What are risk factors for tinnitus?
While the exact cause of tinnitus isn’t known, there are certain factors that can put you at risk:
- Exposure to loud noise on a regular basis, especially from jet engines, heavy equipment, chain saws, and firearms, as well as loud music
- Aging — people over the age of 60 are at a higher risk
- Being male
- Alcohol use
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How is tinnitus diagnosed?
If you have ringing, humming, or buzzing in your ears, or if you notice you aren’t hearing as well as you used to, see your health care provider. They should check your ears for ear wax, blockage, or signs of infection, and also review your current health and medical conditions, as well as the medications you are taking.
You may be referred to an ear, nose, and throat doctor (ENT), also called an otolaryngologist, who will examine your head, neck, and ears and test your hearing. You might also meet with an audiologist who can further measure your hearing and evaluate your tinnitus. Depending on findings, you may need imaging tests, such as an MRI or CT scan, and you may have blood work to check for thyroid problems, heart disease, anemia, or vitamin deficiencies.
How is tinnitus treated?
The treatment for tinnitus depends on the severity of symptoms. There isn’t a cure for tinnitus and there is no specific medication that can treat it, but there are ways to help lessen the severity and improve your quality of life. These may include:
- Hearing aids, especially if you have hearing loss along with tinnitus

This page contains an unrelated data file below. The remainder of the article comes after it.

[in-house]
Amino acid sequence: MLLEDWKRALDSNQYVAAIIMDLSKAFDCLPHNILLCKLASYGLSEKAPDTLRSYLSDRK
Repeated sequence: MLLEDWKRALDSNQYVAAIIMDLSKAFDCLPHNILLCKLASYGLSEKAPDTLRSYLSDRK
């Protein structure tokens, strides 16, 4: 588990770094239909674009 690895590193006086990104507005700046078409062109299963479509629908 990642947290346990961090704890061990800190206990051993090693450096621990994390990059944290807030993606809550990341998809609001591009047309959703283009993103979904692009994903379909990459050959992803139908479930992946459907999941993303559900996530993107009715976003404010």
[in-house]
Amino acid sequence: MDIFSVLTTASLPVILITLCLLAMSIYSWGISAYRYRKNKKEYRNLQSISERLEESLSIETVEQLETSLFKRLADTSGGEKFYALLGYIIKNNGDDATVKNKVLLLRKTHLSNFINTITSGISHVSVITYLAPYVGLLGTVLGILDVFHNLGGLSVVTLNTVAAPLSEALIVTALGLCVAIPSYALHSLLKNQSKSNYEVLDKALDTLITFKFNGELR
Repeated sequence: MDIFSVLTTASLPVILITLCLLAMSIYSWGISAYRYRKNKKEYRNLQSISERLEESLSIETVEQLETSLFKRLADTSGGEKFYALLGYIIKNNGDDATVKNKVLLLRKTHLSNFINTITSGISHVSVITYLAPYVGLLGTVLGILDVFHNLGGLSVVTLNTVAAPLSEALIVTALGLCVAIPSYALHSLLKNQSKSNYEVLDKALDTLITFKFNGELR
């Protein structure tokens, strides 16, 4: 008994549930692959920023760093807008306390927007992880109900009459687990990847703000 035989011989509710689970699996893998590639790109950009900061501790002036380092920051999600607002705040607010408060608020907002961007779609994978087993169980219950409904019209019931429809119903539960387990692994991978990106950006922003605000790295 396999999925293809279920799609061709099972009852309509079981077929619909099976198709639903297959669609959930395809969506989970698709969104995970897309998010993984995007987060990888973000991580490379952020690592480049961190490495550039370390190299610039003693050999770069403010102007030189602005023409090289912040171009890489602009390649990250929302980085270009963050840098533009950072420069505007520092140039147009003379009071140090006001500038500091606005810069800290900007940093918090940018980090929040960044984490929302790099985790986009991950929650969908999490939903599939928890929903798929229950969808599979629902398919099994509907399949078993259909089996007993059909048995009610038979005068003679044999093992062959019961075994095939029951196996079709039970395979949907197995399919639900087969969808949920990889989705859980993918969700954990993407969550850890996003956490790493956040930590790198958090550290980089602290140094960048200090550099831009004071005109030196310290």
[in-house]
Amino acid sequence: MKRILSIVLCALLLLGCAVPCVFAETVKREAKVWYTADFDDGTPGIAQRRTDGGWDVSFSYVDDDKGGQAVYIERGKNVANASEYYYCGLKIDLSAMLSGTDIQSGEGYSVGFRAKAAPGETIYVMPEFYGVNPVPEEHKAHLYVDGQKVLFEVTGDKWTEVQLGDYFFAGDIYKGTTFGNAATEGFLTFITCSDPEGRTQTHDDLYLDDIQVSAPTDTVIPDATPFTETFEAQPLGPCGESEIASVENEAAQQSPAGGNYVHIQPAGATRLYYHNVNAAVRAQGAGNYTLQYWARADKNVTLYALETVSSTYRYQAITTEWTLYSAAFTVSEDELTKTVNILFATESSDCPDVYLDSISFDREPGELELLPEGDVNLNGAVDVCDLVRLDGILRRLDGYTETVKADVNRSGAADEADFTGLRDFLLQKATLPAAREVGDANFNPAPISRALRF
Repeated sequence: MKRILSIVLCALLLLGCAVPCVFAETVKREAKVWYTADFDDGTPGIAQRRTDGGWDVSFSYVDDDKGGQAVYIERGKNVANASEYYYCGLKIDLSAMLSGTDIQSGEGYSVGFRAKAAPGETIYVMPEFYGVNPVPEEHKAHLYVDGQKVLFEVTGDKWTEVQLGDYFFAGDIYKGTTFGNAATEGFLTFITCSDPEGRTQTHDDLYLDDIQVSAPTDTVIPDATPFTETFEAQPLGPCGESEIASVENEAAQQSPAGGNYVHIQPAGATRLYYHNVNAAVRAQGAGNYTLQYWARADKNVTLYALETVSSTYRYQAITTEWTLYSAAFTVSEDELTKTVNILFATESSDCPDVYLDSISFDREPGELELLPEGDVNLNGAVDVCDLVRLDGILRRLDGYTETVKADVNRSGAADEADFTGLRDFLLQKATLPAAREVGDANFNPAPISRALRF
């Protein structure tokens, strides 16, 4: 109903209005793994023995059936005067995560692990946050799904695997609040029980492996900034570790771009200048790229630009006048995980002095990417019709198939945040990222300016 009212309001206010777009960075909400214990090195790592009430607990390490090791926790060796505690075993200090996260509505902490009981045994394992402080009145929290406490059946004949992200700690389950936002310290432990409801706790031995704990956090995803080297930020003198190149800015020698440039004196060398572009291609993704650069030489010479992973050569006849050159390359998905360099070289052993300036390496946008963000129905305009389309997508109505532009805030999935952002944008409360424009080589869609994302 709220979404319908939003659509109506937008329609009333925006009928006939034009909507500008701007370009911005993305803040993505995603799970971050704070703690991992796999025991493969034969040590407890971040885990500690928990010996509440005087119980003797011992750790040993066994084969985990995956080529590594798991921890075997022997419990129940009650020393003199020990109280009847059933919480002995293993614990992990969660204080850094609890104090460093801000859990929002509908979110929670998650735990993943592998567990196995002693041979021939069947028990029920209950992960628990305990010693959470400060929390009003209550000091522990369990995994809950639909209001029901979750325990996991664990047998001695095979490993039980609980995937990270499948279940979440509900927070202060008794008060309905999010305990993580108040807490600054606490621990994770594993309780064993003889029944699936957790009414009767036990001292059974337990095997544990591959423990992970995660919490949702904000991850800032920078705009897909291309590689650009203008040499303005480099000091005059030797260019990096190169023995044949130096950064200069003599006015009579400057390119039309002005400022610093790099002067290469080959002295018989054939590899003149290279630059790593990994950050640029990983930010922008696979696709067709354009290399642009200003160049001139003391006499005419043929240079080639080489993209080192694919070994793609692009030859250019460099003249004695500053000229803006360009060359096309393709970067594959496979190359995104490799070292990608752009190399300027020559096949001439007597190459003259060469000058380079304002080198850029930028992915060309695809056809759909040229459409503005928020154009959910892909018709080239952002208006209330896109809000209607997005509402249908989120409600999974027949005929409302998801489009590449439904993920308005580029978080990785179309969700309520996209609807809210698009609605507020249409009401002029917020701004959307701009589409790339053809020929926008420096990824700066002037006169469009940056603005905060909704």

- Wearable sound generators, which are electronic devices that fit in your ear and create a soft sound to mask the tinnitus
- Use of white noise machines to help you relax and sleep
- Treating any blood vessel condition
- Changing your medication Removing ear wax
- Surgery to remove an acoustic neuroma
- Limiting alcohol, caffeine, and nicotine — these substances can affect blood flow
You might also benefit from behavioral treatments, as well. An example is tinnitus retraining therapy (TRT) which combines the use of a sound masking device with counseling to help you notice tinnitus less and feel less stressed by it, too. Cognitive-behavioral therapy (CBT) is useful for learning coping techniques and relieving stress and anxiety resulting from tinnitus. Some people may find relief with acupuncture.
Various dietary supplements are touted as possible treatments for tinnitus. Some research indicates that B vitamins and a higher protein and water intake are linked with a lower risk of tinnitus, while a higher calcium, iron, and fat intake is associated with a higher likelihood of tinnitus.
There are also supplements on the market that are touted for providing tinnitus relief — these include gingko biloba, zinc, melatonin, flavonoids, magnesium, and CBD (cannabidiol) oil. Unfortunately, these supplements are not regulated by the FDA, and there isn’t enough evidence to support their use in the treatment of tinnitus. If you are interested in trying a supplement, be sure to discuss this with your health care provider before doing so.
How can you prevent tinnitus?
While not all cases of tinnitus can be prevented, you can take steps to limit your chances of developing this condition:
- Protect your hearing — use ear protection and headphones
- Turn down the volume when listening to music
- Eat healthfully and stay active to support your heart health and manage your blood sugars
- Cut back on alcohol and caffeine
- Stop smoking
For more information about tinnitus, visit the American Tinnitus Association website.